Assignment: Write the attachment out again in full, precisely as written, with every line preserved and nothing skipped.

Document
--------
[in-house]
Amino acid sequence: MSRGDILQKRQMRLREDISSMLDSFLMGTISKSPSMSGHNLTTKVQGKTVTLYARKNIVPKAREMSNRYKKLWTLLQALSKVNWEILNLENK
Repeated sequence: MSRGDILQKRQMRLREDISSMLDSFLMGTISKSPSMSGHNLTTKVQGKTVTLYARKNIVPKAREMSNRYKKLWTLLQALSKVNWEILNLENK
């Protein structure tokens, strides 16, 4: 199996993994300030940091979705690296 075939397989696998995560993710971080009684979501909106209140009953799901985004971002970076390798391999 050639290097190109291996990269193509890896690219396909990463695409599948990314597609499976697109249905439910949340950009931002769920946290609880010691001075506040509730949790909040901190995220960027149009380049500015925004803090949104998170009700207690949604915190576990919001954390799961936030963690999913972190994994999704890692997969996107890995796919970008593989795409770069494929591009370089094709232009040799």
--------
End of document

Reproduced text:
[in-house]
Amino acid sequence: MSRGDILQKRQMRLREDISSMLDSFLMGTISKSPSMSGHNLTTKVQGKTVTLYARKNIVPKAREMSNRYKKLWTLLQALSKVNWEILNLENK
Repeated sequence: MSRGDILQKRQMRLREDISSMLDSFLMGTISKSPSMSGHNLTTKVQGKTVTLYARKNIVPKAREMSNRYKKLWTLLQALSKVNWEILNLENK
């Protein structure tokens, strides 16, 4: 199996993994300030940091979705690296 075939397989696998995560993710971080009684979501909106209140009953799901985004971002970076390798391999 050639290097190109291996990269193509890896690219396909990463695409599948990314597609499976697109249905439910949340950009931002769920946290609880010691001075506040509730949790909040901190995220960027149009380049500015925004803090949104998170009700207690949604915190576990919001954390799961936030963690999913972190994994999704890692997969996107890995796919970008593989795409770069494929591009370089094709232009040799």